Ten non-salesy ways to convert financial advice leads: part 2

By Ryan Smith on September 10, 2018

These five tips will help you turn prospects into clients.

In part two of our tips on how to convert leads in a non-salesy way, we look at why many financial advisors don’t like the idea that “sales” is part of their own job. The connotation can often be that the products that you are advising on are part of an overall sales package of your own, but, of course, impartiality is something that the industry stands or falls on when it comes to independent financial advice.

Things are different for restricted advisors, of course, but for IFAs, the basis of trust that is needed in any good working relationship with a client must come organically, so an initial “hard sell” isn’t a particularly good way to start.

However, business development is undoubtedly a key part of growth in the sector as it is in any other, so knowing how to grow your client base as a financial advisor is a vital element in building your business at any time in your career.

The question is, “How to increase sales without being salesy?” To answer that, here are the next five of our top ten tips for converting investor leads without sounding like a used-car salesman.

Develop relationships

Whether it is with prospects or actual clients, you should always aim at developing and building relationships. Here, a slow and methodical approach is key to success, and by using various marketing methods, such as the DRIP process, you can have a ready-made system in place.

High-net-worth clients always want to get to know you first, but anyone who is coming to you for advice deserves your attention over time, rather than being simply offered a quick-fix interaction. The whole idea must be based around building trust in an ongoing relationship so that the client feels comfortable

A comprehensive approach

The more you can learn about a client in a general sense outside of the investments they want to make will help you build a bigger picture. Taking a more holistic approach means that you can discover other needs and requirements that the client might not even know about. For instance, if the client is the product of one of your pension leads, then you might find that insurance or estate planning concerns are also part of their world view.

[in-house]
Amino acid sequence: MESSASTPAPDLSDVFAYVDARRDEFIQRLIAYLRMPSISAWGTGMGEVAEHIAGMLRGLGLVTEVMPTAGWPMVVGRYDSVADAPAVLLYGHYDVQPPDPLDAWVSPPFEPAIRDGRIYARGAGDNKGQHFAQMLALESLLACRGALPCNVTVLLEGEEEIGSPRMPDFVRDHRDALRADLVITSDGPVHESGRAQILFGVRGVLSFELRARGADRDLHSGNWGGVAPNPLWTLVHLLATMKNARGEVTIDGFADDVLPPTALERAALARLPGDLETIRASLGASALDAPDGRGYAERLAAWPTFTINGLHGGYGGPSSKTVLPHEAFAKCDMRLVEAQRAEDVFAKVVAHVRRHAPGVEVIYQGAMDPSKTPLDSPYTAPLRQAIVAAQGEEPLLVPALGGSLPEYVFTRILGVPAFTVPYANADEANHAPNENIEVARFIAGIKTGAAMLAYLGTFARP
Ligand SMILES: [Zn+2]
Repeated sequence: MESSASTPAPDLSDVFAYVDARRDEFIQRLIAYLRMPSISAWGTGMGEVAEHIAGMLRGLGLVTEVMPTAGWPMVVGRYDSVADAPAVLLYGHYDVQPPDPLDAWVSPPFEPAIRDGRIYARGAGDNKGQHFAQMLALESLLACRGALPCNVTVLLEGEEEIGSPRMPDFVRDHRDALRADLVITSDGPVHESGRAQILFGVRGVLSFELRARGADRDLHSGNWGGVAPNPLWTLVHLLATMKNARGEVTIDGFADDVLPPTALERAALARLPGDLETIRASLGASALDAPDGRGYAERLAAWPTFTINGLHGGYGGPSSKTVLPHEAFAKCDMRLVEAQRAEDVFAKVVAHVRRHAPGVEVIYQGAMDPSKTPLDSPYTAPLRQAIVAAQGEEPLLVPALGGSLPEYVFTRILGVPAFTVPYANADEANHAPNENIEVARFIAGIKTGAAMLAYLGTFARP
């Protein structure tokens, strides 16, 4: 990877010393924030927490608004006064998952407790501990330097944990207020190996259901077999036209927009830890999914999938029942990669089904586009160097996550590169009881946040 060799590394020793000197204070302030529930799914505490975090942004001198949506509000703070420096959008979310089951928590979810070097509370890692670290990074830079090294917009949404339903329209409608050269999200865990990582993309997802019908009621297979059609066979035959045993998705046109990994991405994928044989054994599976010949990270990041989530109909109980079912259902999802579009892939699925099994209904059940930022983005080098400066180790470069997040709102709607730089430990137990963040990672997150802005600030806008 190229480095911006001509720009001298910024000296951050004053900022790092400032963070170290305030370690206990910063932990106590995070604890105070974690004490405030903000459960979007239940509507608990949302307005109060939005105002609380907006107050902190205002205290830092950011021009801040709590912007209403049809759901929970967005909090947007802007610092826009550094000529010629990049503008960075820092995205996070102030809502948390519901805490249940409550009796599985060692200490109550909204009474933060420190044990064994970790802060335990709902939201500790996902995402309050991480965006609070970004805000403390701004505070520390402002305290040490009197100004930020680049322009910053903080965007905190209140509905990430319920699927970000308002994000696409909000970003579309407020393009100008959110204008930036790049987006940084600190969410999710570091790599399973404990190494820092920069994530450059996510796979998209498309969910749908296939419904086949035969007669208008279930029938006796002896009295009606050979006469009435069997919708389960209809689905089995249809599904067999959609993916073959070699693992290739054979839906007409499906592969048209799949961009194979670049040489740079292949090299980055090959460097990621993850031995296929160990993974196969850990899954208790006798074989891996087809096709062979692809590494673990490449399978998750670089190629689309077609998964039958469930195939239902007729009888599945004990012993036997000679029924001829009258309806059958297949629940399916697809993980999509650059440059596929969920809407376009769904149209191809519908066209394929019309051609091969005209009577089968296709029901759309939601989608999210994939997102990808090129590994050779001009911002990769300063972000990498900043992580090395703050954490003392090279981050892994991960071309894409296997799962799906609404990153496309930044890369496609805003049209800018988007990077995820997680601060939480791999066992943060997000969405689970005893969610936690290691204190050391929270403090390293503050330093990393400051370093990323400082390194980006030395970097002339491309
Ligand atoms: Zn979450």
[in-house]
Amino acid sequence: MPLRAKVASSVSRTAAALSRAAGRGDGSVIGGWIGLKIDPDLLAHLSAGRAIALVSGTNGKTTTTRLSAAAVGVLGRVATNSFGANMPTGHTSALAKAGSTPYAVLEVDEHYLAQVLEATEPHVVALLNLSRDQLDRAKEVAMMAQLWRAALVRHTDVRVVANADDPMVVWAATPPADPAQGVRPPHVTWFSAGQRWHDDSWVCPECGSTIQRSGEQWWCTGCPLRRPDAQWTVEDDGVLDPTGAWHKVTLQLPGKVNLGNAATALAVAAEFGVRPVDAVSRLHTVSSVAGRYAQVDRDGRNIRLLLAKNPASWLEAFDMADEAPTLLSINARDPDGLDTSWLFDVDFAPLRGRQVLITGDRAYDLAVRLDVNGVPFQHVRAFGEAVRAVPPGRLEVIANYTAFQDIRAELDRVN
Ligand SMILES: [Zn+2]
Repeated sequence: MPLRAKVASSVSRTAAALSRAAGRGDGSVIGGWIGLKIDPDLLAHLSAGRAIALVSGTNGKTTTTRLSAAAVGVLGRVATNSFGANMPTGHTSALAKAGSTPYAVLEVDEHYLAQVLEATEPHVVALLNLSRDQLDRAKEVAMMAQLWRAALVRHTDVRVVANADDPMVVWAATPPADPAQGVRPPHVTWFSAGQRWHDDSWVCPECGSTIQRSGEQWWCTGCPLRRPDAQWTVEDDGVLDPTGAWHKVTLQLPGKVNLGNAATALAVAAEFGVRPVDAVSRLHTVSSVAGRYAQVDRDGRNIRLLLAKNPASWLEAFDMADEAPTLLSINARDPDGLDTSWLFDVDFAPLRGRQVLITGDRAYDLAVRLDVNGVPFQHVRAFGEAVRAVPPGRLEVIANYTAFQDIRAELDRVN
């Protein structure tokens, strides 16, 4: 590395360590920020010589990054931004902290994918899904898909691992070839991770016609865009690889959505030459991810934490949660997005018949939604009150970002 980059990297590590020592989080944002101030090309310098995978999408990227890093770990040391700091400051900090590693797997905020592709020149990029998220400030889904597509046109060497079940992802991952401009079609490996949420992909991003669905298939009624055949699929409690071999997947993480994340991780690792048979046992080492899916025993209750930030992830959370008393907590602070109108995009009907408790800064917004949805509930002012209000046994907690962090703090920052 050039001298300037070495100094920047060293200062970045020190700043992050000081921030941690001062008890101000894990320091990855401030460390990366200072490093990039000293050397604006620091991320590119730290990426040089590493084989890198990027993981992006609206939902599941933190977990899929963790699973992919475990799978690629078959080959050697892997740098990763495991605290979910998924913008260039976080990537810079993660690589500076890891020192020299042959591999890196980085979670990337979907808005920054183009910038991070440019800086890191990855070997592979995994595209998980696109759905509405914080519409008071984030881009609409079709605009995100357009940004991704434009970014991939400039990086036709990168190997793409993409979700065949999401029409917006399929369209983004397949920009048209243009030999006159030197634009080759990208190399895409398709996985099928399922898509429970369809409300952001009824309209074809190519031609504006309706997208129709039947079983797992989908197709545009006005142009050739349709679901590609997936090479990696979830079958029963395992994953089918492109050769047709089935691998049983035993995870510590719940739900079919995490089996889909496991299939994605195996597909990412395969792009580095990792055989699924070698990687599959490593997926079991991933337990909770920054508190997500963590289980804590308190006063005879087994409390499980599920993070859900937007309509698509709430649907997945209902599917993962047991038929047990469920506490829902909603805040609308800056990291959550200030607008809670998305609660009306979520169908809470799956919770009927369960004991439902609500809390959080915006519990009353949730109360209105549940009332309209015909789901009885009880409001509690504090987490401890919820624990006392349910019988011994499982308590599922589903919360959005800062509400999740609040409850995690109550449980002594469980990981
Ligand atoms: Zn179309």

In any case, even if there are no actual work-related opportunities to be discovered, getting to know people is part and parcel of delivering a service in which you are trusted to play an important role in someone else’s life.

Client inventory

Dealing with meeting a prospect for the first time is one of the big challenges of how to get clients as a financial adviser. Although you might expect them to be aware of their own situation and circumstances, this often isn’t the case. This is why one of the first questions that you should ask them is, “When was the last time you conducted an inventory of your financial resources?”

You might be surprised at the answer, especially if it is, “What’s an inventory?” Whatever reaction you get, it opens up a starting point where you can gently offer your services and explain ways that you can help that the prospective client might not even have thought about before the meeting.

Get permission to do research

Before you can advise, you’ll need to know the full background details as well as the aims and desires of your client. One of the best tips for new financial advisers is to find out all about dealing with this information-gathering stage. If these first steps are carried out professionally and in the right manner for each individual client, then it can be key to building a successful ongoing relationship.

Obviously, part of this process is getting an agreement to share personal information, and if this comes as part of a “hard sell”, then it can be a turn-off for many prospects. However, it is also an opportunity to explain exactly how you can tailor your own services to their unique situation if you are allowed to do your research. By taking things slowly at this point and getting the necessary agreement, you will be well on the way to building mutual trust.

Be known

Converting leads into clients is actually the second step of a process. The first is knowing exactly how financial advisers find new clients in the first place. Today, there are so many ways to market yourself that it really is a case of choosing the right ones and making the most of them.

In the past, local print advertising and word of mouth might have been enough, but today’s consumers expect much, much more. Developing a strong brand might seem like industry buzz-speak, but it really is an essential part of 21st-century marketing. You need to stand out from the crowd and show people how your offering is different. This might mean identifying a target demographic that is slightly niche, perhaps concentrating on investor leads as a priority. Otherwise, it could just revolve around a really good social media campaign, which if you are willing and able to invest time into can be extremely cost-effective if not totally free.

However you feel about “selling” your offerings as an independent financial adviser, the fact is that you need to create leads and then convert them. Thankfully, a non-salesy approach is possible as long as you know your own limits and strengths and are willing to put a little work into how to best get them across to potential clients.

 

Don’t miss part one of this series.

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